[ . . . ]
The state bureaucracy must not be replaced by a meager and tottering rule by a few estate owners; instead, what matters is that all owners of significant property of any kind participate in the administration of provincial affairs so that they are all bound to the state with equal obligations and powers. Thus, the Kreistage [district assemblies] will include noble landowners and deputies who have been elected from the other municipal and rural communities; but only the owners of property that yields a considerable, debt-free rent are eligible for election to the post of Landtag deputy.
The internal affairs of the province are debated at the Landtage [provincial assemblies], which are made up of the deputies from the districts; these affairs encompass, for example, the Provincial Law Code, the mitigation and determination of the condition of the peasants, the domestic police, institutions for education and poor relief, the improvement of the land through a division of the commons [Gemeinheitsteilung], drainage, roads, water construction, and so on; finally, the approval of the withdrawal of the funds necessary to carry out these plans from the provincial budget. The Landtag proposes deputies, from among whom the king selects a proportional number to work on provincial affairs as members of the Kammer Kollegien. And I prefer this arrangement to the transfer of certain branches of affairs to a special rural collegium, because it prevents the emergence of the inevitable frictions between various competing agencies and preserves amity and a communal spirit. [ . . . ]
But savings in administrative expenses is not the most important benefit to come from the proposed participation of owners in the provincial administration; far more important is the invigoration of the communal spirit and the civic sense, the utilization of dormant or misdirected forces and of scattered knowledge, the harmony between the spirit of the nation, its views and needs, and those of the state agencies, the revival of a feeling for the fatherland, independence, and national honor.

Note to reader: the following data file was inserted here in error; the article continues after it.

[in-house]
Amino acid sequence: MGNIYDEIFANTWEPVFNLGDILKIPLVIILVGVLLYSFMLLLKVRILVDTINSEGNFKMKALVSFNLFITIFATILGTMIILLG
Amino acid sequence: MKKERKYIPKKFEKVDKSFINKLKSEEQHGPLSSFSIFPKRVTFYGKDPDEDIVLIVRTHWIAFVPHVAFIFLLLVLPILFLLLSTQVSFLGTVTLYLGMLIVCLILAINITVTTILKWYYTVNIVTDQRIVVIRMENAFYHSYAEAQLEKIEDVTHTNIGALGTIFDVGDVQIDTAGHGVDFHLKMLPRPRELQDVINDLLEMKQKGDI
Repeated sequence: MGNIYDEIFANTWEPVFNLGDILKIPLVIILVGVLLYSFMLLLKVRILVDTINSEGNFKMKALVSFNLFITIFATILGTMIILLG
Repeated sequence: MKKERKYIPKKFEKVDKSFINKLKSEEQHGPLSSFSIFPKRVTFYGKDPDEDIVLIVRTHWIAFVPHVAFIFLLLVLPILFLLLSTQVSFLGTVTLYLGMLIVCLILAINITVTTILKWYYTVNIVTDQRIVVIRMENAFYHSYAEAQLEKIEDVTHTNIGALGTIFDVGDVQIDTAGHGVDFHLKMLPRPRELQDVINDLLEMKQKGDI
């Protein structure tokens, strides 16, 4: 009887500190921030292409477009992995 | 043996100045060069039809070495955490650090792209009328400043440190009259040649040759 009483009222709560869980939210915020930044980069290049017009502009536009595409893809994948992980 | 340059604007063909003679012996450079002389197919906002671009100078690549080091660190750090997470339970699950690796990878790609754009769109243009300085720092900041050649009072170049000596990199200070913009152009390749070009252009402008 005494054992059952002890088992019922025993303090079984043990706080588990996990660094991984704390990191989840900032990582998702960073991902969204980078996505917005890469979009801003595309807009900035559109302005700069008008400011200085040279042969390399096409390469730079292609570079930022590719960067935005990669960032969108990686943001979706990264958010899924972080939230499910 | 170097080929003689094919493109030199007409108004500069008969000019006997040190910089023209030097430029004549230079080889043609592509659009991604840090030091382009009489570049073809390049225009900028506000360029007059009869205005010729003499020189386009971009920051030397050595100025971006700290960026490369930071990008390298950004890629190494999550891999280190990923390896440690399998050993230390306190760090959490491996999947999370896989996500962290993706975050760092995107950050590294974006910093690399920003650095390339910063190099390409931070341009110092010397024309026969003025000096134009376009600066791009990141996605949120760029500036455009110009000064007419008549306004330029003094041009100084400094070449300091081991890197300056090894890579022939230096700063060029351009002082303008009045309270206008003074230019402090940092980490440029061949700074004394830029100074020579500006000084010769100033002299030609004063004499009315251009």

The excessive formality and mechanistic service of the Kollegien will be destroyed by the introduction of people from the tangle of practical life, and they will be replaced by a lively, forward-driving, creative spirit, and by a wealth of views and feelings derived from the abundance of nature.
There is so little shortage of capable men among the class of property owners that the government has no reason to fear that their involvement will have an [adverse] effect on the maintenance of domestic peace. The number of educated and sensible men among all classes of inhabitants of the old provinces of the Prussian state is so high that there can be no shortage of capable men who are endowed with practical knowledge and who will successfully lead the sections assigned to them. [ . . . ]
Source of original German text: Freiherr vom Stein: Briefe und amtliche Schriften [Baron vom Stein. Letters and Official Writings]. Edited by Erich Botzenhart, newly published by Walther Hubatsch. vol. 2, part 1. Newly edited by Peter G. Thielen. Stuttgart: Kohlhammer, 1959, pp. 382, 386, 389-95.
Reprinted in Walter Demel and Uwe Puschner, eds., Von der Französischen Revolution bis zum Wiener Kongreß 1789-1815 [From the French Revolution to the Congress of Vienna, 1789-1815]. Deutsche Geschichte in Quellen und Darstellung, edited by Rainer A. Müller, volume 6. Stuttgart: P. Reclam, 1995, pp. 137-44.
Translaton: Thomas Dunlap